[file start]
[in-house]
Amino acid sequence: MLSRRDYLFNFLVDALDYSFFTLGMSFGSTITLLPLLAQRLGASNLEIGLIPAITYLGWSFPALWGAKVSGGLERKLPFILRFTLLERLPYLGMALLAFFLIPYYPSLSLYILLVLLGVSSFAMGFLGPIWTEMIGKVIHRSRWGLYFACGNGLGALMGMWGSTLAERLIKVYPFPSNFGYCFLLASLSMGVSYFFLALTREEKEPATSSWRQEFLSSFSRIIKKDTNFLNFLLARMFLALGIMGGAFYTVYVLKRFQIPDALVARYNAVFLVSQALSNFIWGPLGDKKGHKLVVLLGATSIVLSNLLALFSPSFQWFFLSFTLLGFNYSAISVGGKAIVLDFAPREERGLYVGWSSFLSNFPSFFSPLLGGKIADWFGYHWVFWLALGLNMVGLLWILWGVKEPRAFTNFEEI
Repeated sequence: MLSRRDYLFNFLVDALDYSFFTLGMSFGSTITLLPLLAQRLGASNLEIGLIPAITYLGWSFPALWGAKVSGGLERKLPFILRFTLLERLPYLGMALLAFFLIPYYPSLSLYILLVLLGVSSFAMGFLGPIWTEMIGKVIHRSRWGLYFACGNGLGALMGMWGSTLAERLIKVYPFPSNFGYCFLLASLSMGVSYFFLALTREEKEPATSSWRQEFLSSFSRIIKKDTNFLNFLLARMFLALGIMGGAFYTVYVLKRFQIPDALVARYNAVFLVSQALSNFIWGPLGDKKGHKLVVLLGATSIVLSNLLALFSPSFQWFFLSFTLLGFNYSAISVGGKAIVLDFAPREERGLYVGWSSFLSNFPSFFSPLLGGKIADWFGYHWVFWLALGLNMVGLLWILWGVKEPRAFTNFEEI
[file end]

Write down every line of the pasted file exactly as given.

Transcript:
[in-house]
Amino acid sequence: MLSRRDYLFNFLVDALDYSFFTLGMSFGSTITLLPLLAQRLGASNLEIGLIPAITYLGWSFPALWGAKVSGGLERKLPFILRFTLLERLPYLGMALLAFFLIPYYPSLSLYILLVLLGVSSFAMGFLGPIWTEMIGKVIHRSRWGLYFACGNGLGALMGMWGSTLAERLIKVYPFPSNFGYCFLLASLSMGVSYFFLALTREEKEPATSSWRQEFLSSFSRIIKKDTNFLNFLLARMFLALGIMGGAFYTVYVLKRFQIPDALVARYNAVFLVSQALSNFIWGPLGDKKGHKLVVLLGATSIVLSNLLALFSPSFQWFFLSFTLLGFNYSAISVGGKAIVLDFAPREERGLYVGWSSFLSNFPSFFSPLLGGKIADWFGYHWVFWLALGLNMVGLLWILWGVKEPRAFTNFEEI
Repeated sequence: MLSRRDYLFNFLVDALDYSFFTLGMSFGSTITLLPLLAQRLGASNLEIGLIPAITYLGWSFPALWGAKVSGGLERKLPFILRFTLLERLPYLGMALLAFFLIPYYPSLSLYILLVLLGVSSFAMGFLGPIWTEMIGKVIHRSRWGLYFACGNGLGALMGMWGSTLAERLIKVYPFPSNFGYCFLLASLSMGVSYFFLALTREEKEPATSSWRQEFLSSFSRIIKKDTNFLNFLLARMFLALGIMGGAFYTVYVLKRFQIPDALVARYNAVFLVSQALSNFIWGPLGDKKGHKLVVLLGATSIVLSNLLALFSPSFQWFFLSFTLLGFNYSAISVGGKAIVLDFAPREERGLYVGWSSFLSNFPSFFSPLLGGKIADWFGYHWVFWLALGLNMVGLLWILWGVKEPRAFTNFEEI